The experiences of one boy, Mayer born in 1926, were used to illustrate how and why they had come to Windermere.  He had been forcibly separated from his parents and along with other boys had been put into a slave labour gang laying railway lines to concentration camps that were being constructed.  In all he was in nine such camps during the war.  He arrived in Auschwitz Birkenau in June 1943 and managed to survive there by working as a tailor, a trade to which he had been apprenticed.  His job was altering the uniform of the German soldiers.  His job meant that he avoided the gas chambers but experienced hunger and starvation.  In November 1944 along with the other inmates he was moved because the Russians were advancing towards the camp.  They were subjected to forced marches without food and water and anyone who fell out was shot.  Then they had a three week journey in open railway carriages during which many died.  They eventually reached Theresienstadt.  This had originally been set up as a camp for privileged Jews but had become a ghetto for Jews displaced from concentration camps.  Mayer survived there until it was liberated by the Russians in May 1945 and then hospitals and food were provided.

After the war various individuals and organisations asked the British Government if it would allow some Jewish children survivors into the country to recuperate.  About 300 orphaned children, including Mayer, were picked and moved to Prague from where the RAF flew them in Stirling bombers to near Carlisle in August 1945.  They were then transported to the Calgarth Estate near Windermere.  This had been constructed in 1941 to house workers building Sunderland flying boats and the children were accommodated in huts that had been used by single unmarried workers.  These huts were situated in what are now the grounds of the Lakes School.  Each child had its own cubicle with a cupboard and a bed with clean linen, unimaginable luxuries after a concentration camp.  Initially there were problems with them adjusting to the availability of food and realizing they did not have to hoard it to avoid starvation.  Also, understandably, many had behavioural problems after their experiences.  There were the inevitable problems with local boys due to the influx of foreign teenage boys but the conflicts tended to be over local girls rather than racially motivated.  However, despite problems the children were given a friendly greeting and welcomed by the locals. For the children themselves Windermere was paradise after what they had been through during the war.  After a few months they left Windermere and many stayed in Britain making successful lives for themselves. 

After his talk Trevor answered questions and then was thanked for his moving talk by the chairman.


Wednesday 17th November 2010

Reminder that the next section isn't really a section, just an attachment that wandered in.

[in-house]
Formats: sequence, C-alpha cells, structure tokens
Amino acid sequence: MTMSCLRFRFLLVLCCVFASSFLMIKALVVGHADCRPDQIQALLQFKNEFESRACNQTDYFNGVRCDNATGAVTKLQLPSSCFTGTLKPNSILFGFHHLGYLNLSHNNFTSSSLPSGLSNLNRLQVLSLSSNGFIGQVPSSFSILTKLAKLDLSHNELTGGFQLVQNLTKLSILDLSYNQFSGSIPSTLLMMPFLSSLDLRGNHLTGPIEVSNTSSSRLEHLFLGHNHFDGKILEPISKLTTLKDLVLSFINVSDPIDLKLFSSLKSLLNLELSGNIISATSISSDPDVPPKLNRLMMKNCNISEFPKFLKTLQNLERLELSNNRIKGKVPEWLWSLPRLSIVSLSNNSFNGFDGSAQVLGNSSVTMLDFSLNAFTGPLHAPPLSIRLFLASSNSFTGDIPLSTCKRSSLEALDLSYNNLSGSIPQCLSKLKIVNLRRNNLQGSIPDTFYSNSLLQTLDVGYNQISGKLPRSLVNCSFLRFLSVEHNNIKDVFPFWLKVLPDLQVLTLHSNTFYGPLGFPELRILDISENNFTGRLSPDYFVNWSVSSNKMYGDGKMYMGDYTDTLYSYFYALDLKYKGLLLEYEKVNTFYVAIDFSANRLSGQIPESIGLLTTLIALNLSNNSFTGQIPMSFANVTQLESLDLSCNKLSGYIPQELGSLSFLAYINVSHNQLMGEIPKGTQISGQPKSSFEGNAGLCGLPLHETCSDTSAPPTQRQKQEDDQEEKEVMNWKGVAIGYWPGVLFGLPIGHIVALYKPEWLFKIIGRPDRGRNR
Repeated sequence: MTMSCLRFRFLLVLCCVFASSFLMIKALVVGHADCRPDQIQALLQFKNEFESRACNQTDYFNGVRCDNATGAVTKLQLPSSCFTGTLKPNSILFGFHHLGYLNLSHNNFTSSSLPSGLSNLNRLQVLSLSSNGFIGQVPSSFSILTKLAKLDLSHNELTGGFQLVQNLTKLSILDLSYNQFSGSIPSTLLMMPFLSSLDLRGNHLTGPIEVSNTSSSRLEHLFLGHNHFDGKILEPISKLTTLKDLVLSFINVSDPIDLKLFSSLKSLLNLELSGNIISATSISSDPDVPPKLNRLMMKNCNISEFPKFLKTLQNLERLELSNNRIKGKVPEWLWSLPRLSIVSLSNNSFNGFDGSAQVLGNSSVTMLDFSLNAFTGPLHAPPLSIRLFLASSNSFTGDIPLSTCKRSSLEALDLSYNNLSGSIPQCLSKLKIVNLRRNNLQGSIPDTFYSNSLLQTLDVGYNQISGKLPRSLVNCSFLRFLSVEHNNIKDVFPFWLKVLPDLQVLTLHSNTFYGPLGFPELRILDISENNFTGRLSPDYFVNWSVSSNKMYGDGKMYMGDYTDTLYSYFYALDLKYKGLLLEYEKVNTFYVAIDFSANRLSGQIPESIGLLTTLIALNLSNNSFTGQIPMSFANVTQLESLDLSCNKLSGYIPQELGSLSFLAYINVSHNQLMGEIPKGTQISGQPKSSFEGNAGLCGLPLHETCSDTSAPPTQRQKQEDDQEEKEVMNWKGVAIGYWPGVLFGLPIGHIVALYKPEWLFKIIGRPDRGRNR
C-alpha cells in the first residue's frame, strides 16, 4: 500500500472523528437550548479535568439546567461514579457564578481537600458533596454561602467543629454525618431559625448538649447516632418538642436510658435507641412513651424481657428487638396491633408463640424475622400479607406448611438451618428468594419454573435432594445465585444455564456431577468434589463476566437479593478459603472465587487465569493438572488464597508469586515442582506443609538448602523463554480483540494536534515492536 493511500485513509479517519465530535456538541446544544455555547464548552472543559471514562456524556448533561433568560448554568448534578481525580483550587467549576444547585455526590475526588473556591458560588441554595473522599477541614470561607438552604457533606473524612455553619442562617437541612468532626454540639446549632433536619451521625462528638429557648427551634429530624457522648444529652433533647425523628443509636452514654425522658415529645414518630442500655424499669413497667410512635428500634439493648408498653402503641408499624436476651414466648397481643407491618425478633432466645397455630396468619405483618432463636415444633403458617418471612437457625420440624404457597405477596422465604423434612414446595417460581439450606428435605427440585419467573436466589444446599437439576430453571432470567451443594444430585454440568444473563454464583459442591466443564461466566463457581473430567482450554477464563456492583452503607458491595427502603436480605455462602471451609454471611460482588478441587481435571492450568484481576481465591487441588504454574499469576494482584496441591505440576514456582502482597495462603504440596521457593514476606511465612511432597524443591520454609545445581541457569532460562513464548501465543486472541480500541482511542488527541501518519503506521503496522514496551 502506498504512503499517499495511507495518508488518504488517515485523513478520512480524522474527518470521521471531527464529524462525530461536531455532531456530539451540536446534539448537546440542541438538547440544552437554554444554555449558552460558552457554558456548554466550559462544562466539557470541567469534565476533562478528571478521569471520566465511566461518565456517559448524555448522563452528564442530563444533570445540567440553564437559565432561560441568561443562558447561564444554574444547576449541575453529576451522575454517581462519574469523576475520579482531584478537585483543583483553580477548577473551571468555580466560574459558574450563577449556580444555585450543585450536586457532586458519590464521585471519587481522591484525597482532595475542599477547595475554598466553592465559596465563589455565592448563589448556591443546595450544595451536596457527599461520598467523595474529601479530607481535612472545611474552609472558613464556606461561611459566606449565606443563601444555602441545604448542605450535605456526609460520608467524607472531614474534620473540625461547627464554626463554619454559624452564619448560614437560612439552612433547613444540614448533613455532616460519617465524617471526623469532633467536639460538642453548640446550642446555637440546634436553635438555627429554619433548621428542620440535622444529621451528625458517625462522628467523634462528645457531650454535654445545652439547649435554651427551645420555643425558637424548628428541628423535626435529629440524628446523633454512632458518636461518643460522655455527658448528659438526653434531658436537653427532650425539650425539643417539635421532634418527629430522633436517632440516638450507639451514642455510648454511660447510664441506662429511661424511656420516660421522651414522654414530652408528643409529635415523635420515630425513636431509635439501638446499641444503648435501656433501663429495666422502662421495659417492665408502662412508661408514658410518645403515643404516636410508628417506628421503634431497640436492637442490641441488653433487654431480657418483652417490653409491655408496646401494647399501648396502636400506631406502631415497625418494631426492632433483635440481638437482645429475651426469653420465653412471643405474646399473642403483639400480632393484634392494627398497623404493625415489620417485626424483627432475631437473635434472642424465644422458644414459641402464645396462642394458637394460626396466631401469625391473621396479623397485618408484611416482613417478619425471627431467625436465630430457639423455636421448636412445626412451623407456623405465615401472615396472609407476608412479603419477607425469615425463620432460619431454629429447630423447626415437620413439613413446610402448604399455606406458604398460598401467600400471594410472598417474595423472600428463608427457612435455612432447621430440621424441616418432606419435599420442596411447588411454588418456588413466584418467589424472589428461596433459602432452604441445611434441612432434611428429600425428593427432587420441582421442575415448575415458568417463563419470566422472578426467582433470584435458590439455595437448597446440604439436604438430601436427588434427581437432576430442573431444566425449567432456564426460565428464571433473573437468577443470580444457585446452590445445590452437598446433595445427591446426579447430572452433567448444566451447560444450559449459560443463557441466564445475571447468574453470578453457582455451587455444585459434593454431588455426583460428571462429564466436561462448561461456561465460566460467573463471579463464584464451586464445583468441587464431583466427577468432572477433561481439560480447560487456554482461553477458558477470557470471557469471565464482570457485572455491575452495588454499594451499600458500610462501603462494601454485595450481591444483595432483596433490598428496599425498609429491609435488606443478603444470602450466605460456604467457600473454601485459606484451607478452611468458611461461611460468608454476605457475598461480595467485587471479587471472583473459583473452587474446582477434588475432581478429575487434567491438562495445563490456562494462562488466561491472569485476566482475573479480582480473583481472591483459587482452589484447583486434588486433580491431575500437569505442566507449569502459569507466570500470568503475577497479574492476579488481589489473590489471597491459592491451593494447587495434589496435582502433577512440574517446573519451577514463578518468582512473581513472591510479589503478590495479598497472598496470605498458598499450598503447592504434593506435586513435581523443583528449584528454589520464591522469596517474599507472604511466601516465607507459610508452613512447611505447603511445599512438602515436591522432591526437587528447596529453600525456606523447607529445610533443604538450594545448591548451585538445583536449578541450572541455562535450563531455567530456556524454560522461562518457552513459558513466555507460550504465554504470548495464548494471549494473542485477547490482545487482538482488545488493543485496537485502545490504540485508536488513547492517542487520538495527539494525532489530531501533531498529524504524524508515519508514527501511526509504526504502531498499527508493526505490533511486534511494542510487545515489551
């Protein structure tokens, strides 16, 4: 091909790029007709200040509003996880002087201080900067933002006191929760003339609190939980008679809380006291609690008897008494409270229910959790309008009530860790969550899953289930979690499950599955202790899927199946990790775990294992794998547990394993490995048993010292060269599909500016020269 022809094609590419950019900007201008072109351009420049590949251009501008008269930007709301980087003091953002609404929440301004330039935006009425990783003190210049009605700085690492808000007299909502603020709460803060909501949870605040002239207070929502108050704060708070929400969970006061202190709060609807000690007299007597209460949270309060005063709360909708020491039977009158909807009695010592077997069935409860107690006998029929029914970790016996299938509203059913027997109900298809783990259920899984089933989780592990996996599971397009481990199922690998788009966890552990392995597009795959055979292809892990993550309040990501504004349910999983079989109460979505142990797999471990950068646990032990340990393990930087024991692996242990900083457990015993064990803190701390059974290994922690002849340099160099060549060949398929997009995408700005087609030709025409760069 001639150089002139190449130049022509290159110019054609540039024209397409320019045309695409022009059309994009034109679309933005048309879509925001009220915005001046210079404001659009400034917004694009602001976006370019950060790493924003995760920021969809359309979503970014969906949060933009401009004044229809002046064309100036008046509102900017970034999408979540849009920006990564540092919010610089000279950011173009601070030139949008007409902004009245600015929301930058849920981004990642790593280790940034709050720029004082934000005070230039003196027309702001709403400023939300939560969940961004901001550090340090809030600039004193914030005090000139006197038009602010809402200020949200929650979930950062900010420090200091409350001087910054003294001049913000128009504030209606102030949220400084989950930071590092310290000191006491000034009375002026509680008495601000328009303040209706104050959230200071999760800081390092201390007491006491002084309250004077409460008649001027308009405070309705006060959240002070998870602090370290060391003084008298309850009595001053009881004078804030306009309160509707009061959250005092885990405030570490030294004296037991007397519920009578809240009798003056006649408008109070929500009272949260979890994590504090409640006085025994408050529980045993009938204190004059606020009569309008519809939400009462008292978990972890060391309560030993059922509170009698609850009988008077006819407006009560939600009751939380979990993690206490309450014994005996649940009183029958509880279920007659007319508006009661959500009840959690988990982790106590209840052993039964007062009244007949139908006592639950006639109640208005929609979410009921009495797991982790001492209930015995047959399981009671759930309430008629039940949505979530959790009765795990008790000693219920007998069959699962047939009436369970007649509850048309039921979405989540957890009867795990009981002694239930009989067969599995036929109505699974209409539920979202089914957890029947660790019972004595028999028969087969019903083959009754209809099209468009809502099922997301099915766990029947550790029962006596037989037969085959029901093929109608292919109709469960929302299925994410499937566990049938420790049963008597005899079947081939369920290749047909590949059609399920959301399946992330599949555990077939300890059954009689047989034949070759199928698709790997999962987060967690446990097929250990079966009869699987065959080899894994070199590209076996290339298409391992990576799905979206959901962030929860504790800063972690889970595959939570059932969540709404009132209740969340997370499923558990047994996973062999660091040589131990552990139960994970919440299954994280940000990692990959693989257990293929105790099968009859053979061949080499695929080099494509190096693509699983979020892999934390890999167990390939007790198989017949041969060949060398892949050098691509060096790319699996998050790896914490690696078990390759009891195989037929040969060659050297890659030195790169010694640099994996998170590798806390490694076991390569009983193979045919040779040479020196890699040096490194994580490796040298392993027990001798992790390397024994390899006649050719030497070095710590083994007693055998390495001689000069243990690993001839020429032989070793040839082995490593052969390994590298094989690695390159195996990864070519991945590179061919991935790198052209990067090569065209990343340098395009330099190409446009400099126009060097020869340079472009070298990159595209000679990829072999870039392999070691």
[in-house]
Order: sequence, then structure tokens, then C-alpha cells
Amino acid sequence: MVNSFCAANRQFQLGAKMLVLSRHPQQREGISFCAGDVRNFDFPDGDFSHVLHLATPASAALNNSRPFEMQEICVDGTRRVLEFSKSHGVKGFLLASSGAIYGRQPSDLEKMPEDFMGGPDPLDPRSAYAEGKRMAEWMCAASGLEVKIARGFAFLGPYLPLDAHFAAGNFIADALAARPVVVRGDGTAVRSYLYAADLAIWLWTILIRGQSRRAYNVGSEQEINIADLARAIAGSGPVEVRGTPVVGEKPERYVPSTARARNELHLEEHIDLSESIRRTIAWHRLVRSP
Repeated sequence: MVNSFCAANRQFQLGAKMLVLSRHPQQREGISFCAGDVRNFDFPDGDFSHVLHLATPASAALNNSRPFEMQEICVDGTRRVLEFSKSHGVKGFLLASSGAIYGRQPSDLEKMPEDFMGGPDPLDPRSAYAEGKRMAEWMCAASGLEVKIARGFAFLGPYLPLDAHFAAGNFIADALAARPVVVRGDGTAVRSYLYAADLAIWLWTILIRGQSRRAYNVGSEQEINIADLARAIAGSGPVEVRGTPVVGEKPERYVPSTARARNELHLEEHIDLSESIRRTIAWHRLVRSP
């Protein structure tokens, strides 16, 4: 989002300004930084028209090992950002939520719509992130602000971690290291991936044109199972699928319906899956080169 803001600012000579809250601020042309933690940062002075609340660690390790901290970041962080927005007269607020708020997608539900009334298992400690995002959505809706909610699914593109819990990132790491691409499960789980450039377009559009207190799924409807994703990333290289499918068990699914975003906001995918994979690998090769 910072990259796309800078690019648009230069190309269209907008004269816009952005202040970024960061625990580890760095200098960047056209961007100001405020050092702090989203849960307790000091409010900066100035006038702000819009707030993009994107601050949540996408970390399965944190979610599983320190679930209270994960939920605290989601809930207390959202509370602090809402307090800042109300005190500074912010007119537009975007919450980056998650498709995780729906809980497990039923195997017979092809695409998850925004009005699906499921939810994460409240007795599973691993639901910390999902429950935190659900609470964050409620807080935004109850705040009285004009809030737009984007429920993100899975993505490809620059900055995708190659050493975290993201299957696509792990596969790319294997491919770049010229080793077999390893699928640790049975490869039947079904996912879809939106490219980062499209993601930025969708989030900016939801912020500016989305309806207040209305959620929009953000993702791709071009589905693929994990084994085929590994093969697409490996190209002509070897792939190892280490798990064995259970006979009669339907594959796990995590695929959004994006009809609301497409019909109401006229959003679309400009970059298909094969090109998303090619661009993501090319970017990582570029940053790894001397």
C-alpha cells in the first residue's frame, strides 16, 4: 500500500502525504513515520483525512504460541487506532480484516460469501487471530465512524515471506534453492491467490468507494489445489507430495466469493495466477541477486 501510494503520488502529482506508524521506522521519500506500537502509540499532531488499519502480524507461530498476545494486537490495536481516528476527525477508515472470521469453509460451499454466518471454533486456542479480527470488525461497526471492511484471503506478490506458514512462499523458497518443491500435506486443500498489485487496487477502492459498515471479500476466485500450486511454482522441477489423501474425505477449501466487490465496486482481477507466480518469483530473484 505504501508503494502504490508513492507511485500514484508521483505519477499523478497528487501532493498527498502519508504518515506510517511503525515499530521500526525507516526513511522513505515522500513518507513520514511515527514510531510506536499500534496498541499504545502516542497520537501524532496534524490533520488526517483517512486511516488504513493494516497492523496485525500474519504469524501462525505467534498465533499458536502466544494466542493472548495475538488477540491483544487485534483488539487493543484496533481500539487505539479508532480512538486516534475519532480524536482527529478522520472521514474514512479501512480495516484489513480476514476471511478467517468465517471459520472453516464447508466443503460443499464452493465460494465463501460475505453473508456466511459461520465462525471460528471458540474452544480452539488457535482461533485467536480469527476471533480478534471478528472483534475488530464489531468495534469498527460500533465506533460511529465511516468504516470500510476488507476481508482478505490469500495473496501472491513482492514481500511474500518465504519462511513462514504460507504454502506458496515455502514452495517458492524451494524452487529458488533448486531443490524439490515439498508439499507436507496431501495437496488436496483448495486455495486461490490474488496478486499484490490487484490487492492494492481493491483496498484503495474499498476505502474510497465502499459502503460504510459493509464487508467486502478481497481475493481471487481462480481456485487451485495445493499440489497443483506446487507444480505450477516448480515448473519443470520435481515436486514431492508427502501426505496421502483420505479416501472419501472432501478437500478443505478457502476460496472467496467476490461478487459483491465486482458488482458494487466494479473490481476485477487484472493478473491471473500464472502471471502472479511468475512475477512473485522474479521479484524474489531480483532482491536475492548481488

Richard Cann
 Slides of Old Sedbergh and area

At a recent meeting at Settlebeck School, Richard Cann, Chairman of Sedbergh and District History Society, showed a selection of slides from the Society’s large collection, which numbers over 2000 pictures, collected over the last 30 years. He began with photographs of farming practices in Howgill in the mid-twentieth century, and then showed photographs illustrating the histories of Akay House and Ingmire Hall. Finally, he had selected some old photographs of Sedbergh town, (including many not featured in the book recently published by the Society). He had also brought some prints of Settlebeck House and other documents of interest for people to see after the slide show. The meeting attracted a large and interested audience.

Judith Robinson

Wednesday 3rd  November 2010
Sydney Richardson
Conscription in the First World War

The social and economic impact of World War I conscription (1916-1918) with
This most interesting talk was given to a well attended meeting on 3rd November. Mr Richardson, a native of Kirkby Stephen, an Oxford graduate and former headmaster, had previously addressed the Society on the topic of the Napoleonic Wars. This time the subject was brought forward 100 years with many examples drawn from Westmorland families from the Kirkby Stephen, Ravenstonedale, Tebay and Appleby areas. Many of the surnames, e.g. Capstick, Cleasby. Cropper and Mason, were familiar with several members of the audience.

Mr Richardson explained that conscription had been introduced by an Act of Parliament in January 1916 only after other avenues of recruitment employed since the outbreak of war in 1914 had failed to meet the rapidly increasing demand for men to serve in the armed forces. Initially regular soldiers and reservists were called into battle, then the Territorials, e.g. the Cumberland and Westmorland, and, following the famous Lord Kitchener’s ‘Your Country Needs You’ poster campaign, volunteers. But, with force numbers depleted, the Conscription Act made it compulsory for all able bodied men between the ages of 18 and 41 to join the forces, with single men being called on first. Exemptions had to be made depending on the following: the person’s state of health and fitness,  their financial clout within their family, trade or business as to whether they were indispensable or not, those with a key profession or role in the community such as teaching,  shepherding or thatching and whether they were genuine conscientious objectors.

In the rural communities of East Westmorland this latter category caused a great deal of consternation. The country desperately needed home-grown sustainability to bolster the war effort and was forcing farmers to attempt to grow more crops on ever higher and poorer ground. But many large farming families with several sons could be decimated by the new conscription laws.